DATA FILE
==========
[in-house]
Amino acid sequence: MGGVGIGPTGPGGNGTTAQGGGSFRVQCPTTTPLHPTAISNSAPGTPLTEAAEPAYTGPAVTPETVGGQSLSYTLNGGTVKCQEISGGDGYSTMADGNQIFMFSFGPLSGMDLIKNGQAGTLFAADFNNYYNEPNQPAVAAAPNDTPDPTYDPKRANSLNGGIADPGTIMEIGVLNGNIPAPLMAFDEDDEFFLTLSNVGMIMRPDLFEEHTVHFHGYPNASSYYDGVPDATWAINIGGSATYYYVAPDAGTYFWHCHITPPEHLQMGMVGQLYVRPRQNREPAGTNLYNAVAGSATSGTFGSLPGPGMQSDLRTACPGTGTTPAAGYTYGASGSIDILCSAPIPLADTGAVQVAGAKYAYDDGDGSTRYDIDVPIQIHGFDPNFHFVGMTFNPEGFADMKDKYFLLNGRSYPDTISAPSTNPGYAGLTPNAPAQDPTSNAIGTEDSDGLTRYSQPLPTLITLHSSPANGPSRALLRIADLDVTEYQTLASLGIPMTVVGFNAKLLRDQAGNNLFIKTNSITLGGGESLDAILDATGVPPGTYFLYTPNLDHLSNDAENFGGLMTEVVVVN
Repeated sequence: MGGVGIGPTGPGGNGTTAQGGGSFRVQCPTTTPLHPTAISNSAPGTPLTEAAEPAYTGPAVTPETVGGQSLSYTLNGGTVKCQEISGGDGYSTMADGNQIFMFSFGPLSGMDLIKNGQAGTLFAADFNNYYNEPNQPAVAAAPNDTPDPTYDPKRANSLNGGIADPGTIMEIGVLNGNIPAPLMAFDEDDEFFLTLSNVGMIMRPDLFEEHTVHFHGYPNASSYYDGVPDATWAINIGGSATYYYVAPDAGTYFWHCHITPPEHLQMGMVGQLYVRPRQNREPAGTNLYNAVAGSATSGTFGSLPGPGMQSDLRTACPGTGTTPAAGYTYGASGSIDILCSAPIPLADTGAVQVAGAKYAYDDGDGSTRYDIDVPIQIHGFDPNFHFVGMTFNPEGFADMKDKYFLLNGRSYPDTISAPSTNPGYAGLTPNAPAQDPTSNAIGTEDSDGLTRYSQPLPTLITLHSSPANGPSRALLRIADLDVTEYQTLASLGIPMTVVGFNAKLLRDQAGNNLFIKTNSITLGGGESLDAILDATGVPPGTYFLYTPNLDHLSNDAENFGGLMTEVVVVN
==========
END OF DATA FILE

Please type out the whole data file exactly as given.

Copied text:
[in-house]
Amino acid sequence: MGGVGIGPTGPGGNGTTAQGGGSFRVQCPTTTPLHPTAISNSAPGTPLTEAAEPAYTGPAVTPETVGGQSLSYTLNGGTVKCQEISGGDGYSTMADGNQIFMFSFGPLSGMDLIKNGQAGTLFAADFNNYYNEPNQPAVAAAPNDTPDPTYDPKRANSLNGGIADPGTIMEIGVLNGNIPAPLMAFDEDDEFFLTLSNVGMIMRPDLFEEHTVHFHGYPNASSYYDGVPDATWAINIGGSATYYYVAPDAGTYFWHCHITPPEHLQMGMVGQLYVRPRQNREPAGTNLYNAVAGSATSGTFGSLPGPGMQSDLRTACPGTGTTPAAGYTYGASGSIDILCSAPIPLADTGAVQVAGAKYAYDDGDGSTRYDIDVPIQIHGFDPNFHFVGMTFNPEGFADMKDKYFLLNGRSYPDTISAPSTNPGYAGLTPNAPAQDPTSNAIGTEDSDGLTRYSQPLPTLITLHSSPANGPSRALLRIADLDVTEYQTLASLGIPMTVVGFNAKLLRDQAGNNLFIKTNSITLGGGESLDAILDATGVPPGTYFLYTPNLDHLSNDAENFGGLMTEVVVVN
Repeated sequence: MGGVGIGPTGPGGNGTTAQGGGSFRVQCPTTTPLHPTAISNSAPGTPLTEAAEPAYTGPAVTPETVGGQSLSYTLNGGTVKCQEISGGDGYSTMADGNQIFMFSFGPLSGMDLIKNGQAGTLFAADFNNYYNEPNQPAVAAAPNDTPDPTYDPKRANSLNGGIADPGTIMEIGVLNGNIPAPLMAFDEDDEFFLTLSNVGMIMRPDLFEEHTVHFHGYPNASSYYDGVPDATWAINIGGSATYYYVAPDAGTYFWHCHITPPEHLQMGMVGQLYVRPRQNREPAGTNLYNAVAGSATSGTFGSLPGPGMQSDLRTACPGTGTTPAAGYTYGASGSIDILCSAPIPLADTGAVQVAGAKYAYDDGDGSTRYDIDVPIQIHGFDPNFHFVGMTFNPEGFADMKDKYFLLNGRSYPDTISAPSTNPGYAGLTPNAPAQDPTSNAIGTEDSDGLTRYSQPLPTLITLHSSPANGPSRALLRIADLDVTEYQTLASLGIPMTVVGFNAKLLRDQAGNNLFIKTNSITLGGGESLDAILDATGVPPGTYFLYTPNLDHLSNDAENFGGLMTEVVVVN